Legislation

Official Short: Hydropower Improvement Act of 2015

Sponsors: Sen. Murkowski (R-Alaska)

THOMAS: https://www.congress.gov/bill/114th-congress/senate-bill/1236/cosponsors?q=%7B%22search%22%3A%5B%22%5C%22s1236%5C%22%22%5D%7D

Hydropower Improvement Act of 2015

S. 1236 promotes renewable hydropower by establishing binding schedules for licensing and reforming procedures to ensure timely permitting reviews.

Background

Hydropower is the nation’s largest renewable energy resource – providing reliable and inexpensive power to more than 30 million homes. More than 250 projects, representing about 16,000 MW of capacity, are estimated to require relicensing by 2025. On average it takes eight to ten years to relicense an existing project – at least five years of pre-filing activity and then at least another three years after the application is filed. Congress sought to reform the hydropower licensing procedures and address the regulatory backlog in the Energy Policy Act of 2005 by providing for trial-type hearings and consideration of alternative conditions and prescriptions. It is clear after 10 years that those reforms have not worked as intended.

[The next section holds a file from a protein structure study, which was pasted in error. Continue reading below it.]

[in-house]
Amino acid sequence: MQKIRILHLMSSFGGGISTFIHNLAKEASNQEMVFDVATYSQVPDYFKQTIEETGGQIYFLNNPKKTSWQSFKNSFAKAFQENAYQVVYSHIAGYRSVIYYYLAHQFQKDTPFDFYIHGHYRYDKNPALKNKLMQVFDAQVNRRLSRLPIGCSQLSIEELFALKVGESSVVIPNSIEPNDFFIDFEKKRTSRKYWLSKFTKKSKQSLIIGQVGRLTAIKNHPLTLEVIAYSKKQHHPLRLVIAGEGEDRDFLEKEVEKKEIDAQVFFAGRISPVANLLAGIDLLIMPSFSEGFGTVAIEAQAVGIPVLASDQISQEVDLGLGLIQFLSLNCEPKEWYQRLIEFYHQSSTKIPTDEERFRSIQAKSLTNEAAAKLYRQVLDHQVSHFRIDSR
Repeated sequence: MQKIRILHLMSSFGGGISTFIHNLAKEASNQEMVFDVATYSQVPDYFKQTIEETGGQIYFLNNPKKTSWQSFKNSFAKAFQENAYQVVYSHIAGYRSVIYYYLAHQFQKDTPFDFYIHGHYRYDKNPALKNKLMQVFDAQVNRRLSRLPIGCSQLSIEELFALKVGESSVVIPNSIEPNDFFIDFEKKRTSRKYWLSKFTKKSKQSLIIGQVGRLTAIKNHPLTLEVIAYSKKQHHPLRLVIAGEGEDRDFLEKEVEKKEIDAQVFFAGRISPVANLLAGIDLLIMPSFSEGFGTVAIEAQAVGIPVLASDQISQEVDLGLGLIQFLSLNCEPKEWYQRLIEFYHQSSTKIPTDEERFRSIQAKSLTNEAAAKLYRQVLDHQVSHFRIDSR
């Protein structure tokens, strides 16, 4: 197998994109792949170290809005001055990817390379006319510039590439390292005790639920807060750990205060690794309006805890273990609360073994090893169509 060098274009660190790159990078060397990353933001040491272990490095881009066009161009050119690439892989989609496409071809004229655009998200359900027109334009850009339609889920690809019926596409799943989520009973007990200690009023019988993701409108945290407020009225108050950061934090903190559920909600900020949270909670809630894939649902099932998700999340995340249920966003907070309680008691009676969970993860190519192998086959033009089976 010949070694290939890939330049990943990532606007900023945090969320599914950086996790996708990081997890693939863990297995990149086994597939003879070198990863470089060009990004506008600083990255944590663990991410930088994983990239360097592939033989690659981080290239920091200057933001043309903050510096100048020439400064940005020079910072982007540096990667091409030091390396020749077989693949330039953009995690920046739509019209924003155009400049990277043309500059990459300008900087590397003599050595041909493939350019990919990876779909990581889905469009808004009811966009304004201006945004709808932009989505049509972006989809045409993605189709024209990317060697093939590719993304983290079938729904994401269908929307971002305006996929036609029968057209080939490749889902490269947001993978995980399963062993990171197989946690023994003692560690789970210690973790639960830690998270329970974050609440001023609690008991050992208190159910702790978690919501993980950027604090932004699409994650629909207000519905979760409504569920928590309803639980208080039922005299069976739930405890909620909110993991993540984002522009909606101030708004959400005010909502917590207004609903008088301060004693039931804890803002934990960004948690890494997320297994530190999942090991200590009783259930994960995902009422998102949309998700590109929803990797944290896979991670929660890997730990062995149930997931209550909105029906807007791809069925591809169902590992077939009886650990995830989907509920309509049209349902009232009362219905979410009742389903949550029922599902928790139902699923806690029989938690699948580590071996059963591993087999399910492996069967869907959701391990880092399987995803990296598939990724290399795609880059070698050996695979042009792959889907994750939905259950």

Key Provisions

  • Articulates the Sense of Congress that hydropower is a renewable resource for all Federal programs, and allows the federal government to purchase all forms of hydropower.
  • Makes a number of licensing process coordination improvements aimed at addressing the permitting backlogs, including:
    • Designating FERC as the lead agency to set a binding schedule and coordinate all needed federal authorizations;
    • Requiring a resource agency’s conditions or prescriptions to pertain to the actual project works;
    • Designating FERC’s Administrative Law Judges to hear trial-type hearings and making a number of improvements to the process; and
    • Directing FERC to compile and make public a comprehensive collection of studies and data; to use existing studies if practicable; and to ensure that studies required for federal authorizations are not duplicated.
  • Extends preliminary permit terms to four years and provides FERC with the discretion to extend the construction start time limit for projects as warranted.